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Unformatted text preview: face of this domain. The next few years will see a flood of embedded applications, many of which will be based around ARM processor cores. Designing a 32-bit computer system is a complex undertaking. Designing one on a single chip where it must be 'right first time' is still very challenging. There is no formula for success, but there are many very powerful design tools available to assist the designer. As in most engineering endeavours, one can only get so far by studying the problem and the experiences of others. Understanding an existing design is far easier than creating a new one. Developing a new system on a chip is one of today's greatest challenges in digital electronics.
347 348 Embedded ARM Applications 13.1 The VLSI Ruby II Advanced Communication Processor
VLSI Technology, Inc., were the first ARM semiconductor partner and were instrumental, along with Acorn Computers Limited and Apple Computer, Inc., in setting up ARM Limited as a separate company. Their relationship with the ARM predates the existence of ARM Limited, since they fabricated the very first ARM processors in 1985 and licensed the technology from Acorn Computers in 1987. VLSI have manufactured many standard ARM-based chips for Acorn Computers and produced ARM610 chips for Apple Newtons. They have also produced several ARM-based designs for customer specific products and a number which they have made available as standard parts. The Ruby II chip is one such standard part which is intended for use in portable communications devices. Ruby II organization The organization of Ruby II is illustrated in Figure 13.1 on page 349. The chip is based around an ARM core and includes 2 Kbytes of fast (zero wait state) on-chip SRAM. Critical routines can be loaded into the RAM under application control to get the best performance and minimum power consumption. There is a set of peripheral modules which share a number of pins, including a PCMCIA interface, four byte-wide parallel interfaces and two UARTs. A mode select block controls which combination of these interfaces...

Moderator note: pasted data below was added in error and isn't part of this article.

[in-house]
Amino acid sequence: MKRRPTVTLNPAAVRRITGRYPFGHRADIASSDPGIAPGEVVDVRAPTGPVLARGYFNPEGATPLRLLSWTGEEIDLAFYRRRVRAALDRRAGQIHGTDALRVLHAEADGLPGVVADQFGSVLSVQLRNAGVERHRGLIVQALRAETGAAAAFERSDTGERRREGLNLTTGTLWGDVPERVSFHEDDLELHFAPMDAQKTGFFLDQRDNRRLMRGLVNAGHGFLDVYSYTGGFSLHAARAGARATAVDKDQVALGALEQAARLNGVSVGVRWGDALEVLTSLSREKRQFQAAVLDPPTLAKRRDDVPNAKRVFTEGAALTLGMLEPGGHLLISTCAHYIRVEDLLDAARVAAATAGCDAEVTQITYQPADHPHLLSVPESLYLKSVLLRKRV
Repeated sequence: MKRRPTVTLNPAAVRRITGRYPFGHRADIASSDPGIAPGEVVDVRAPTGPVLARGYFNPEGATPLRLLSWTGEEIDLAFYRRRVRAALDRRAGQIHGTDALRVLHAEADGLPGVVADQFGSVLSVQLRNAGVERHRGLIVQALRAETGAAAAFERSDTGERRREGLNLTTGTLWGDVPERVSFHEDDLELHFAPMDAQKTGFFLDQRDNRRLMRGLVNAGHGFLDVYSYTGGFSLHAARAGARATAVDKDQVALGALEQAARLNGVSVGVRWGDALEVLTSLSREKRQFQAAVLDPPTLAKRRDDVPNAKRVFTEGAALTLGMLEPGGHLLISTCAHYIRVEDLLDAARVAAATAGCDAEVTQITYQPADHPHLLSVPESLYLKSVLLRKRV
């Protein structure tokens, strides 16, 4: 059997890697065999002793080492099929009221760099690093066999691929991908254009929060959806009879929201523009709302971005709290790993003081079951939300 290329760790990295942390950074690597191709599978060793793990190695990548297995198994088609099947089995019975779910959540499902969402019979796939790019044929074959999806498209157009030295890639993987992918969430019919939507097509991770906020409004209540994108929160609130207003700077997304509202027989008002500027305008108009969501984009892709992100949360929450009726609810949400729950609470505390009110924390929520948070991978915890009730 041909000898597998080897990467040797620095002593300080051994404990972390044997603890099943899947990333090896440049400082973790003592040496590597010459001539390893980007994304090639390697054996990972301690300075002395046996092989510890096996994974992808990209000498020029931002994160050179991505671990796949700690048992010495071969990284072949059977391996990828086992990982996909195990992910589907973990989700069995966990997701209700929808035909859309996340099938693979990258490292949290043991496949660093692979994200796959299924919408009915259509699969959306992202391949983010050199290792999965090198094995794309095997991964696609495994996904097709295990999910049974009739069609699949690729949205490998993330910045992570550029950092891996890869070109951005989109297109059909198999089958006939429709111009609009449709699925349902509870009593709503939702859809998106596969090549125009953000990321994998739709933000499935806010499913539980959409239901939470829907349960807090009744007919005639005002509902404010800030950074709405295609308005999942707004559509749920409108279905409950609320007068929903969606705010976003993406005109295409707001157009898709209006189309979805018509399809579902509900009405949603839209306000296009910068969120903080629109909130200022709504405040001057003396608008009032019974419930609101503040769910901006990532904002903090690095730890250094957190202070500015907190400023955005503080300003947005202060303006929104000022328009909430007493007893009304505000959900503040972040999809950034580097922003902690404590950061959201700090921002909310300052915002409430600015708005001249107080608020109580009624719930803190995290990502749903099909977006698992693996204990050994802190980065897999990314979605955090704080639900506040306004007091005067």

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This document was uploaded on 10/30/2011 for the course CSE 378 380 at SUNY Buffalo.
- Spring '09